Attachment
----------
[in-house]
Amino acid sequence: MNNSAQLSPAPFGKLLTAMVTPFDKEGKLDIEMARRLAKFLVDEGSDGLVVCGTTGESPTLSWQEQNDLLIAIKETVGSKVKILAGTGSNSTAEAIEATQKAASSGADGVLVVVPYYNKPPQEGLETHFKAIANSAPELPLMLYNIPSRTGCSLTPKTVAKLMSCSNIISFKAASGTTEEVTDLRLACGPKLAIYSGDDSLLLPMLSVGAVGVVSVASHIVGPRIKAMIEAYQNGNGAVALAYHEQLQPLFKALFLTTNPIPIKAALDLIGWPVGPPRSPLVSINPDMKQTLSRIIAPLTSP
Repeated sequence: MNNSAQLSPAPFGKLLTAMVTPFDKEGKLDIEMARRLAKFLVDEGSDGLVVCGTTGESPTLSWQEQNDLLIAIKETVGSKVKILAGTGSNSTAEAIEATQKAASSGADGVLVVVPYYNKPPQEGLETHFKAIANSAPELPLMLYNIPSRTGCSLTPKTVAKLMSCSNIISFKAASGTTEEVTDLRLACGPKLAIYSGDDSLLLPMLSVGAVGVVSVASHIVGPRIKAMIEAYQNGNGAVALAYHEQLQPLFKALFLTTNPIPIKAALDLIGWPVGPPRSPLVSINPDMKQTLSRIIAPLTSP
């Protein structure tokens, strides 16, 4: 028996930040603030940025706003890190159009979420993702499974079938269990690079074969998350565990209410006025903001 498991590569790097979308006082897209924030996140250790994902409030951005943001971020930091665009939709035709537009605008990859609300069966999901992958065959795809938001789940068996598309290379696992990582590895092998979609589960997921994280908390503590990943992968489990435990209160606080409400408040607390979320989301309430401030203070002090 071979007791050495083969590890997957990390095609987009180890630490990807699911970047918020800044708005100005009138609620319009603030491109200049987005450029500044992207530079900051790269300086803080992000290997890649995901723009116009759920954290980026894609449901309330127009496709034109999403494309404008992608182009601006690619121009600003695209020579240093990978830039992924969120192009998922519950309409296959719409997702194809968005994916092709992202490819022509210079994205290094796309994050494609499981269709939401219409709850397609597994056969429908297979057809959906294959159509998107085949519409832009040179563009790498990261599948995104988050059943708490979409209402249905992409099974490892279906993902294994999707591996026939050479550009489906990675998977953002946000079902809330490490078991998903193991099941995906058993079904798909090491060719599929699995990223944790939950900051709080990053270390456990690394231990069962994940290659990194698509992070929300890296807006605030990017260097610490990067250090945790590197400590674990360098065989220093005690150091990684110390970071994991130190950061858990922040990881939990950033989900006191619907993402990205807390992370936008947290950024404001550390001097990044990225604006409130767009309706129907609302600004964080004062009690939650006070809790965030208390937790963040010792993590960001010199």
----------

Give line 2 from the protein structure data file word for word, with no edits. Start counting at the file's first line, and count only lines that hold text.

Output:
Amino acid sequence: MNNSAQLSPAPFGKLLTAMVTPFDKEGKLDIEMARRLAKFLVDEGSDGLVVCGTTGESPTLSWQEQNDLLIAIKETVGSKVKILAGTGSNSTAEAIEATQKAASSGADGVLVVVPYYNKPPQEGLETHFKAIANSAPELPLMLYNIPSRTGCSLTPKTVAKLMSCSNIISFKAASGTTEEVTDLRLACGPKLAIYSGDDSLLLPMLSVGAVGVVSVASHIVGPRIKAMIEAYQNGNGAVALAYHEQLQPLFKALFLTTNPIPIKAALDLIGWPVGPPRSPLVSINPDMKQTLSRIIAPLTSP